Afghanistan: Khalaq party; activities; treatment of supporters by Taliban (Taleban) in Marawara county, Kunar province
|Publisher||Canada: Immigration and Refugee Board of Canada|
|Author||Research Directorate, Immigration and Refugee Board, Canada|
|Publication Date||15 January 2001|
|Citation / Document Symbol||AFG36180.E|
|Cite as||Canada: Immigration and Refugee Board of Canada, Afghanistan: Khalaq party; activities; treatment of supporters by Taliban (Taleban) in Marawara county, Kunar province, 15 January 2001, AFG36180.E, available at: http://www.refworld.org/docid/3df4bdeb2.html [accessed 27 November 2015]|
|Disclaimer||This is not a UNHCR publication. UNHCR is not responsible for, nor does it necessarily endorse, its content. Any views expressed are solely those of the author or publisher and do not necessarily reflect those of UNHCR, the United Nations or its Member States.|
No references to a Khalaq party could be found among the sources consulted by the Research Directorate. However, several sources refer to a Khalq faction within the People's Democratic Party of Afghanistan (PDPA) (Islam and Politics in Afghanistan 1996, 268-9; The Fragmentation of Afghanistan 1995, 82). According to The Fragmentation of Afghanistan, the PDPA was founded in 1965, split into the Khalq and Parcham factions in 1967, and reunited in 1977 under pressure from the Soviet Union and Indian and Pakistani communists (ibid.). In 1990 the split between the two factions became manifest in an internal coup attempt and since 1992 those aligned with the Khalq faction have "generally sided with [Gulbuddin] Hikmatyar's Pashtun-dominated and more radical Hizb-i Islami" (Islam and Politics in Afghanistan 1996, 269). For additional background on the Khalq and Parcham factions, please consult AFG21272.E of 11 July 1995.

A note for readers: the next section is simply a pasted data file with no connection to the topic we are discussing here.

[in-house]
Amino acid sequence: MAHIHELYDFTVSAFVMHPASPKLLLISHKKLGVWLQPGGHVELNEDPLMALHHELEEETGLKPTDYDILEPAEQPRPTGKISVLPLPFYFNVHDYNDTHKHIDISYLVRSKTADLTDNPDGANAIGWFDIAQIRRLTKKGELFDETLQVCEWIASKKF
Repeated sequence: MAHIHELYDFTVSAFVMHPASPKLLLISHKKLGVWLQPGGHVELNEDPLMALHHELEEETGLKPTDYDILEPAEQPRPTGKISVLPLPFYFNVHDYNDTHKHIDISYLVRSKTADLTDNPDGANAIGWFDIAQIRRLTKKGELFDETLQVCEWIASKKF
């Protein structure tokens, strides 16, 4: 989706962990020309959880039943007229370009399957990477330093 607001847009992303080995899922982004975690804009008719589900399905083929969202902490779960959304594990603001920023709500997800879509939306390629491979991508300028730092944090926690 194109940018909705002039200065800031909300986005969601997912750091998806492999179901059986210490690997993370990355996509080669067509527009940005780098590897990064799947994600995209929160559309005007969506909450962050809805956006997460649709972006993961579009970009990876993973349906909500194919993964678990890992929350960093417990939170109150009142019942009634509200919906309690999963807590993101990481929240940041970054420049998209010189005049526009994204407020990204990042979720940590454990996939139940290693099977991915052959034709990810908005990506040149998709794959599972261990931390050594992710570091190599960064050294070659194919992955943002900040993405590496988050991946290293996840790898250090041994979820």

According to two sources, the Khalq faction are actually linked to the Taliban (AFP 22 Apr. 1997; Online Center for Afghan Studies 2000). AFP, citing "western diplomatic sources" stated that former Afghan defence minister Shanawaz Tanai had "acted as an agent for ISI [Pakistan Intelligence Service] by providing the Taliban a skilled cadre of military officers from the Khalq faction of the Afghan communist party now exiled in Pakistan" (22 Apr. 1997). A book review of the 1998 publication Fundamentalism Reborn? Afghanistan and the Taliban, on the Website of the Online Center for Afghan Studies, indicates that Khalq faction members had not been identified among the Taliban leadership (2000).
A 10 July 2000 report cites the claims of a "prominent tribal chieftain" from Kunar province that the Taliban serve external, non-Afghan, interests (IRNA). However, the report does not indicate the political affiliation, if any of the person quoted.
This Response was prepared after researching publicly accessible information currently available to the Research Directorate within time constraints. This Response is not, and does not purport to be, conclusive as to the merit of any particular claim to refugee status or asylum. Please find below the list of additional sources consulted in researching this Information Request.
AFP (Agence France Presse). 23 April 1997. "Masud Says Pakistan Engineering 'Third Force' in Politics." (FBIS-NES-97-112 22 Apr. 1997/WNC)
IRNA. [Tehran, in English]. 10 July 2000. "Afghan Provincial Tribal Chief Condemns Taleban for 'Serving Outside Forces'." (FBIS-BNES-2000-0710 10 July 2000/WNC)
Olesen, Asta. 1995. Islam and Politics in Afghanistan. Richmond, Surrey, UK: Curzon Press.
Online Center for Afghan Studies. 2000. Jan Mohammad. "A Critical Review of Fundamentalism Reborn? Afghanistan and the Taliban.
Rubin, Barnett R. 1996. The Fragmentation of Afghanistan. New Haven: Yale University Press.
Additional Sources Consulted
Afghanistan: From Holy War to Civil War.
Political Handbook of the World.
Political Parties of Asia and the Pacific. 1985.
Internet sites, including:
Political Resources on the Net